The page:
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#trashtag in the Smokies with Steven Reinhold

One man’s trash, is still trash if it’s litter.

Over the weekend and in the blink of an eye, as most viral challenges go, the #trashtag challenge swept the nation and the world on social media. The challenge is simple, head to an outdoor area covered in litter and snap a pic before and after you pick up the trash.

The #trashtag all started when one Haywood County man’s receipt accidentally flew out his car window. Steven Reinhold was on a road trip across the USA with his friend John Heyward when a receipt made its escape to the great outdoors. Both feeling guilty about the unintended litter, they vowed to pick up 100 pieces of trash to make up for it. As they continued their road trip and collecting trash, they began documenting their efforts and tagging their location on social media with the hashtag #trashtag. As an ambassador for UCO Gear, the company offered to help publicize Reinhold’s efforts on social media back in 2015, and now in 2019 the wholesome trend really took off.

VNCS: How do you participate in the #TrashTag?
Reinhold: Joining the #trashtag challenge is fun and easy, although sometimes messy! All you have to do is go out and pick up some trash, post it to your social media accounts with a #trashtag and you’re in! You can tag your location, explain why it’s important for you to clean up, you can post before and after pictures or a creative picture that makes picking up trash look cool.

VNCS: Have you #trashtag-ed in Haywood County?
Reinhold: Haywood County has been the epicenter for the #trashtag project and home of the first large-scale #trashtag challenge. In 2015 I hosted a huge cleanup of Lake Junaluska with Shining Rock Academy. The entire school cleaned up every piece of trash around the lake and it was something special. A group of my best friends and I also picked up the entire Black Balsam trail and parking area and I’ve picked up countless pieces throughout the area. Although the idea for #trashtag started on a road trip, Haywood County is most definitely the place that developed my love for nature and inspired me to keep it clean!” Reinhold continued.

#trashtag in the Smokies with Steven Reinhold
Shining Rock Classics Academy cleanup at Sunburst Falls | Steven Reinhold Photo

VNCS: Any odd finds while picking up trash?
Reinhold: There have definitely been some odd pieces of trash picked up with the #trashtag challenge. For me, the strangest one was in the Great Smokies with their superintendent, Cassius Cash. We saw what appeared to be a body wrapped in a blanket near Lake Fontana and that was one thing we weren’t prepared to pick up! Turns out it was a bunch of liquor bottles and other trash items wrapped up in a blanket. We packed it all out and laughed out loud!

VNCS: Following the #trashtag on social media, where’s the most surprising place to see it happening?
Reinhold: It’s surreal to say this but it looks like #trashtag has made its way around the globe. I saw a great article about cleanups in Jakarta. I’ve seen massive cleanup efforts in The U.K., Mumbai, South Africa, Norway, and Kashmir but my favorite so far is seeing how the effort is going viral in Nepal. I’m flying there next week for a trek and if I see people picking up #trashtag’s it will be unreal!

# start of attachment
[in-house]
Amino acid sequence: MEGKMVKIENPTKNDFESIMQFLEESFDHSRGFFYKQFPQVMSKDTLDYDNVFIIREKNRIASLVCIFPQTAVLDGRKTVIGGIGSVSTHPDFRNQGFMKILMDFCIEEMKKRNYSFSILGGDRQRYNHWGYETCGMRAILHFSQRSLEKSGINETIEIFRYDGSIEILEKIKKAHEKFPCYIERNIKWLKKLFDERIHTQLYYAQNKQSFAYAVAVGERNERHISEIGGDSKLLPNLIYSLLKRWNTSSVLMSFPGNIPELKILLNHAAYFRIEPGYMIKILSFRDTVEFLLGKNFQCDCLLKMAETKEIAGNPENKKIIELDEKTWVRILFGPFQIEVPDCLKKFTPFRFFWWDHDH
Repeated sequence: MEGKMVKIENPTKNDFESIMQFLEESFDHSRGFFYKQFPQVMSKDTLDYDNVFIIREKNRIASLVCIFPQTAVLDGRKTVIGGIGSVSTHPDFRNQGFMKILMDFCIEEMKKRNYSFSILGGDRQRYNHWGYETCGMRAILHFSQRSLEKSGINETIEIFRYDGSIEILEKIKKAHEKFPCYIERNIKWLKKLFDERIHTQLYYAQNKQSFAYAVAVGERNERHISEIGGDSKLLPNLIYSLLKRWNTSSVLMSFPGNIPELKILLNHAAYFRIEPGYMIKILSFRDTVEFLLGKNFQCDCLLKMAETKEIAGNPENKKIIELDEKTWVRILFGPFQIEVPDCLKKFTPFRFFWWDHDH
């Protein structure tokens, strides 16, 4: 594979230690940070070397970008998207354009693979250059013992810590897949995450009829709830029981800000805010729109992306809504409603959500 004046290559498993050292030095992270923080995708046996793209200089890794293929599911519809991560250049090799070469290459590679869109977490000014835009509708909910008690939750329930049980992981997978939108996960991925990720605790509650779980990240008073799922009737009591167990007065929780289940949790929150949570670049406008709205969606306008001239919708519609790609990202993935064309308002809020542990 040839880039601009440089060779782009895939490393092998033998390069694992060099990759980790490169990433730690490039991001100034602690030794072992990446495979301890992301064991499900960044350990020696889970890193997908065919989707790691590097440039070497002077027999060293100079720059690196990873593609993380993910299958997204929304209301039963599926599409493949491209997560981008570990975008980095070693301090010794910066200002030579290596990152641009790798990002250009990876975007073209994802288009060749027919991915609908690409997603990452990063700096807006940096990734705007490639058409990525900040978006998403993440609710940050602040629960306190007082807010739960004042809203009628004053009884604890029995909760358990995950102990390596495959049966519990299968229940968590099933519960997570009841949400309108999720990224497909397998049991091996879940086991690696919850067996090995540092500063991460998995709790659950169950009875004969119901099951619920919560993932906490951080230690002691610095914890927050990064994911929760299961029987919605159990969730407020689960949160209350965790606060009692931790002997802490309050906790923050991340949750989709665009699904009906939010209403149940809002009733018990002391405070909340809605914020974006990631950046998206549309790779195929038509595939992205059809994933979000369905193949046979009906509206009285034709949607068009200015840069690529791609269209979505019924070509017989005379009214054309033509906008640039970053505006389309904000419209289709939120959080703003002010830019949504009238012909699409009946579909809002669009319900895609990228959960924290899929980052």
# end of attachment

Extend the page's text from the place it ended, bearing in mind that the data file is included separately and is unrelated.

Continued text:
#trashtag at Black Balsam with Steven Reinhold
Big cleanup at Black Balsam | Steven Reinhold Photo 

VNCS: What do you hope the #trashtag will lead to?
Reinhold: Our original plan was to get the outdoor community to sweep our trails, parks, and wild places clean of trash. The original audacious goal was to get a million pieces of trash picked up. Thanks to the recent viral craze the number of pieces of trash that we could pick up is almost endless. Now that everyone’s picking up the planet I hope it shines a spotlight on our pollution paradigm and begins to shift the discussion to how we can create less trash from the beginning.

VNCS: How do you think people can keep the momentum going for this viral sensation?
Reinhold: 
I hope the #trashtag challenge can continue to ride this viral tidal wave that has swept it across the planet. When you see a piece of trash pick it up and #trashtag it to keep the clean vibes going!

#trashtag in the Smokies with Steven Reinhold
Great Smoky Mountains Cleanup at Cataloochee | Steven Reinhold Photo

We spoke to a few local organizations that help keep Haywood County’s outdoor wonders exactly that, wonderful. When speaking with April Corbett from Friends of the Blue Ridge Parkway she says of the #trashtag challenge, “We are all responsible for this planet and it is great to see such positive care for the environment.” She encourages the movement within the bounds of safety – it is trash after all – and noted that “It is possible, though, due to their (Asheville Chapter of Friends BRP) hard work that the BRP is clean already.” Quite true, Haywood County’s BRP section rarely sees trash thanks to Park Service employees, locals, and tourists alike. Leave No Trace has been a long-standing encouragement in the outdoor communities from the National Park Service. In the Great Smoky Mountains, the largest litter problems happen near campgrounds and along roadsides. Brent McDaniel from Friends of the Smokies says “The park can always use a helping hand to pick up litter, and we encourage interested volunteers to contact the park’s volunteer office to coordinate those efforts for participants’ safety.”

#trashtag on Social

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